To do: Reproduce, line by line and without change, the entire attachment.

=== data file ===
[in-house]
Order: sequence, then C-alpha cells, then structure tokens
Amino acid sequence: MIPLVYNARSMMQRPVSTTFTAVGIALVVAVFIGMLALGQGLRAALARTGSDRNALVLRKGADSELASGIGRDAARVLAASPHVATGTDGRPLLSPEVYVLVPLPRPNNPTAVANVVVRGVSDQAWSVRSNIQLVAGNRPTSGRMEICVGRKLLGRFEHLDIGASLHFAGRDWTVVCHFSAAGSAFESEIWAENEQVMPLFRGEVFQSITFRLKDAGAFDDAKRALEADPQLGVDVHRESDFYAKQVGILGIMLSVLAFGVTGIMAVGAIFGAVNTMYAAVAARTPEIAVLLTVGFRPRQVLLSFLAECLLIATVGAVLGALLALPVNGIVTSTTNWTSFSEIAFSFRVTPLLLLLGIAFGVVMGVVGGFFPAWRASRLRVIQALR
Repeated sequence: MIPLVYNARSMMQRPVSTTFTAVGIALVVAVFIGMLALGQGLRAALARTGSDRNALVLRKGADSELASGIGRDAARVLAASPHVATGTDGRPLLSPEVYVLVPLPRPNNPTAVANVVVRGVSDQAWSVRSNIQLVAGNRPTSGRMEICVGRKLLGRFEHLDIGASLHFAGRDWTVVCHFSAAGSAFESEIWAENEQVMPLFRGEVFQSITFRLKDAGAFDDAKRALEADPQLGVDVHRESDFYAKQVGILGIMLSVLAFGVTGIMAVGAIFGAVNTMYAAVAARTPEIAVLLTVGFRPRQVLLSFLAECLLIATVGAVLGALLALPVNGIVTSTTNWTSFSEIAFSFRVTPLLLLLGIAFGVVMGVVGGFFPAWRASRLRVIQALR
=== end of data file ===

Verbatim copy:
[in-house]
Order: sequence, then C-alpha cells, then structure tokens
Amino acid sequence: MIPLVYNARSMMQRPVSTTFTAVGIALVVAVFIGMLALGQGLRAALARTGSDRNALVLRKGADSELASGIGRDAARVLAASPHVATGTDGRPLLSPEVYVLVPLPRPNNPTAVANVVVRGVSDQAWSVRSNIQLVAGNRPTSGRMEICVGRKLLGRFEHLDIGASLHFAGRDWTVVCHFSAAGSAFESEIWAENEQVMPLFRGEVFQSITFRLKDAGAFDDAKRALEADPQLGVDVHRESDFYAKQVGILGIMLSVLAFGVTGIMAVGAIFGAVNTMYAAVAARTPEIAVLLTVGFRPRQVLLSFLAECLLIATVGAVLGALLALPVNGIVTSTTNWTSFSEIAFSFRVTPLLLLLGIAFGVVMGVVGGFFPAWRASRLRVIQALR
Repeated sequence: MIPLVYNARSMMQRPVSTTFTAVGIALVVAVFIGMLALGQGLRAALARTGSDRNALVLRKGADSELASGIGRDAARVLAASPHVATGTDGRPLLSPEVYVLVPLPRPNNPTAVANVVVRGVSDQAWSVRSNIQLVAGNRPTSGRMEICVGRKLLGRFEHLDIGASLHFAGRDWTVVCHFSAAGSAFESEIWAENEQVMPLFRGEVFQSITFRLKDAGAFDDAKRALEADPQLGVDVHRESDFYAKQVGILGIMLSVLAFGVTGIMAVGAIFGAVNTMYAAVAARTPEIAVLLTVGFRPRQVLLSFLAECLLIATVGAVLGALLALPVNGIVTSTTNWTSFSEIAFSFRVTPLLLLLGIAFGVVMGVVGGFFPAWRASRLRVIQALR